Homefront movie
7.25 out of 10
The Hunger Games: Catching Fire movie
8.75 out of 10
Disney's Frozen movie
10.0 out of 10
Delivery Man movie
6.75 out of 10
8.25 out of 10

Wednesday, April 11, 2012

The Cabin in the Woods

Monster Menagerie

Rated: R  Bloody horror violence and gore, language, drug use and some sexuality/nudity
Release Date: April 13, 2012
Runtime: 1 hr 45 mins

Director: Drew Goddard
Writers:  Joss Whedon, Drew Goddard
Cast: Kristen Connolly, Chris Hemsworth, Anna Hutchison, Fran Kranz, Jesse Williams, Richard Jenkins, Bradley Whitford

SYNOPSIS: Five college friends head to a cabin in the woods for a relaxing jaunt, unaware that the entire area is controlled by unknown forces.

REVIEW: Drew Goddard, writer of Cloverfield and episodes of Lost and Alias, moves into the director's chair for the first time to bring to grisly life the shared vision that he and Joss Whedon (Serenity
put to paper. Much of the attention for Whedon may be on the quickly upcoming superhero fare, The Avengers, but he can successfully write for multiple genres including science fiction, action, fantasy, and horror. 
Five collage friends find themselves with the opportunity to get away to a cousin's cabin in the woods. Consisting of Curt (Chris Hemsworth, Thor), his girlfriend Jules (Anna Hutchison, Go Girls), Curt's burnout friend Marty (Fran Kranz, Diary of a Wimpy Kid: Rodrick Rules), recently dumped Dana (Kristen Connolly, The Happening) and fresh face and new friend Holden (Jesse Williams, Brooklyn's Finest). As they settle into their new surroundings in the pine forested and crystal laked locale, they have no idea that the entire area is wired for sight and sound. In fact, an entire corporate facility is built under the area to observe and control a more sinister operation.

Whedon and Goddard bring to the big screen a high concept suspense horror thriller that hasn't been seen in a long time. Sure, The Cabin in the Woods has all of the commercial earmarks of a classic slasher in the woods horror flick, but it tips all the normal genre conventions on end. It all starts at the opening titles as the camera pans through a bloody series of brutal cave etchings, simple drawings, carvings, and Renaissance paintings. Then the audience is faced with corporate stiffs Sitterson (Richard Jenkins, Hall Pass) and Hadley (Bradley Whitford, The West Wing) in a vast sterile corporate complex discussing the work they had to complete over the weekend, competing with a rival Japanese firm. You quickly start to question whether you are in the correct movie theater at all, checking your ticket stub to verify the theater number. But then the 70s-style movie title bangs onto the screen to shock you and verify what movie you are attending, as well as defining the tone for the rest of the film.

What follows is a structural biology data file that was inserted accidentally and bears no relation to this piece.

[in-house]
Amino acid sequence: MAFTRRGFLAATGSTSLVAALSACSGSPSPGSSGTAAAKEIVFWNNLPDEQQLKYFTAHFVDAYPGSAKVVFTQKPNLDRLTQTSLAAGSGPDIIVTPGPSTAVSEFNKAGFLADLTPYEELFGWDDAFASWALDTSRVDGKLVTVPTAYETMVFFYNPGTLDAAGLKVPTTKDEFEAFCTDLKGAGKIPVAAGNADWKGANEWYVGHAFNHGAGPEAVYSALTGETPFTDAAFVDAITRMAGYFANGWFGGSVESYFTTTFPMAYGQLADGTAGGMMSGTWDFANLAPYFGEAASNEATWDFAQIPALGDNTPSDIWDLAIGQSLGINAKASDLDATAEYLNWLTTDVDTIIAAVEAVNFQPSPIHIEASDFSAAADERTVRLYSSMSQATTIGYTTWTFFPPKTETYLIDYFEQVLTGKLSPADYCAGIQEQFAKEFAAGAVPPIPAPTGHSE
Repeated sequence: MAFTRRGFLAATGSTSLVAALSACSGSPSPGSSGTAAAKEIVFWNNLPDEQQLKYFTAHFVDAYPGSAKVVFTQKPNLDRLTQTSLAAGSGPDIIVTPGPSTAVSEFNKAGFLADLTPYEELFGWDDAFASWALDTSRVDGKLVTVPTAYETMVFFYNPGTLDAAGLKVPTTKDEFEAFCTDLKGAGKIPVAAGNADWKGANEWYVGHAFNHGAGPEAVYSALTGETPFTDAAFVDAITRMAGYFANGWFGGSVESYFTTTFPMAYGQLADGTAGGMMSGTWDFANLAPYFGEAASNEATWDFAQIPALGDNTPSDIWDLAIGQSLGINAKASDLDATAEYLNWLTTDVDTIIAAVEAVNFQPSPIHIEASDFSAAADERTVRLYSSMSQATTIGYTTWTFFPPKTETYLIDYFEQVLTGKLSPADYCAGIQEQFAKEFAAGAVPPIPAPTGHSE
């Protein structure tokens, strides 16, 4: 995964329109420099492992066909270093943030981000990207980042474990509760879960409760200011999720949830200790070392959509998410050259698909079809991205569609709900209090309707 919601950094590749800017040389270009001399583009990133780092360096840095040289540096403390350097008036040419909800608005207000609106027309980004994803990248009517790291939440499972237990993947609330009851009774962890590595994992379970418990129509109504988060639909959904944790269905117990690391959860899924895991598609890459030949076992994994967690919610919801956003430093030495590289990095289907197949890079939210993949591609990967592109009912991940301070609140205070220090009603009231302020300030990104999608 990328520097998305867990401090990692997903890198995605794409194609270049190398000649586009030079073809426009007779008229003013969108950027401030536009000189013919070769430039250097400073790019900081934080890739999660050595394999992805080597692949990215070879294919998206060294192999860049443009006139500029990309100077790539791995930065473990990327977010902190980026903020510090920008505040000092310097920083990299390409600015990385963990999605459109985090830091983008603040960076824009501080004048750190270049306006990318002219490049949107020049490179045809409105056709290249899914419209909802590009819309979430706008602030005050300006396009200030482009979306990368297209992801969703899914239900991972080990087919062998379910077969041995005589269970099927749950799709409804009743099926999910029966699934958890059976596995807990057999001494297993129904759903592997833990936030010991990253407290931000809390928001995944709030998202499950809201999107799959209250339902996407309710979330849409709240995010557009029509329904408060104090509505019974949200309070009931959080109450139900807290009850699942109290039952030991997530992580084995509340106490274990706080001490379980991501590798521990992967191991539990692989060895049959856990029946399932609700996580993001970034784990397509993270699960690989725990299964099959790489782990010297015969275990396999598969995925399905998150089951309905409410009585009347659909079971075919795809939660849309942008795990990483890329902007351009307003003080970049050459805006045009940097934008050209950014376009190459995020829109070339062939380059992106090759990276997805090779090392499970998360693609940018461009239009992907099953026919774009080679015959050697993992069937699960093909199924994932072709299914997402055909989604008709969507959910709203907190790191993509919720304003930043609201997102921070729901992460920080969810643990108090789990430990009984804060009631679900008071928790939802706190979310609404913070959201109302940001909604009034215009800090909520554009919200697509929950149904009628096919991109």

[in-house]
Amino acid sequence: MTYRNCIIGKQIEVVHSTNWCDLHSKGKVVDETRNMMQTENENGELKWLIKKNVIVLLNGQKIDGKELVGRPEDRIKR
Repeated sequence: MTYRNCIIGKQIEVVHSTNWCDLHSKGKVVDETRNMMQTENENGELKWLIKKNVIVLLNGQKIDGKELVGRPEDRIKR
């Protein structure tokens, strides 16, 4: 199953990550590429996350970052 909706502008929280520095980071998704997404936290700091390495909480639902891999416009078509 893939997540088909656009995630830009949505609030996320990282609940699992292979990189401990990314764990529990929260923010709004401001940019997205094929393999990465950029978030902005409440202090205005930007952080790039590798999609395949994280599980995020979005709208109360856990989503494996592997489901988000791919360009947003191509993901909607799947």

All of the stereotypes are present - the athlete, the intellectual, the burnout, the easy girl, and the virginal prude. Whedon and Goddard do, however, strike a delicate balance between the traditional constructs and almost new high concepts fresh to the 
genre. In the manner of The Evil Dead, Goddard approaches the cabin with a low sweeping camera angle and blows open a living room floor seated cellar door with the inferred dare that the group of friends check out the lower level - with the help of the men in the control room. Once there, the drinking and smoking group looks through an array of strange artifacts, keepsakes, antiques, and diaries, eventually setting loose a quartet of redneck zombies bent on their immediate destruction. From there the story pits corporate controllers against youngsters against zombie killers, all for some mysterious purpose that eludes us for some time.

The mighty Chris Hemsworth strips off his regal vestments, reduced to a normal college athlete with charm and blue eyes. Kristen Connelly starts off as an unsure sidekick and quickly grows into a a woman not to be trifled with. The standouts of the film are Fran Kranz' burnout conspiracy theorist Marty whose every uttered word is comedy gold, and Richard Jenkins and Bradley Whitford as the senior operations officers Sitterson and Hadley, respectively, who don't take their classified work too seriously. The other standouts are the monsters that roam in and under the forest.

Not much more can be said about The Cabin in the Woods without giving away too much. Funny, witting, suspenseful and self-aware, this film is an intelligent twist on an all-too-common formula. Some fans of horror may be put off by the concept and plot, but I came away from the darkened screening auditorium with a smile on my face and kudos on my lips for seeing something fresh. This film is a four out of five in my book, but I tempered it down a 1/2 a bucket for the simple fact that the plot my be too off-putting to be enjoyable for all patrons. But in any case, I found out where all of the monsters go when they are not lurking under the bed or hiding in the closet. 

WORTH: Matinee or DVD

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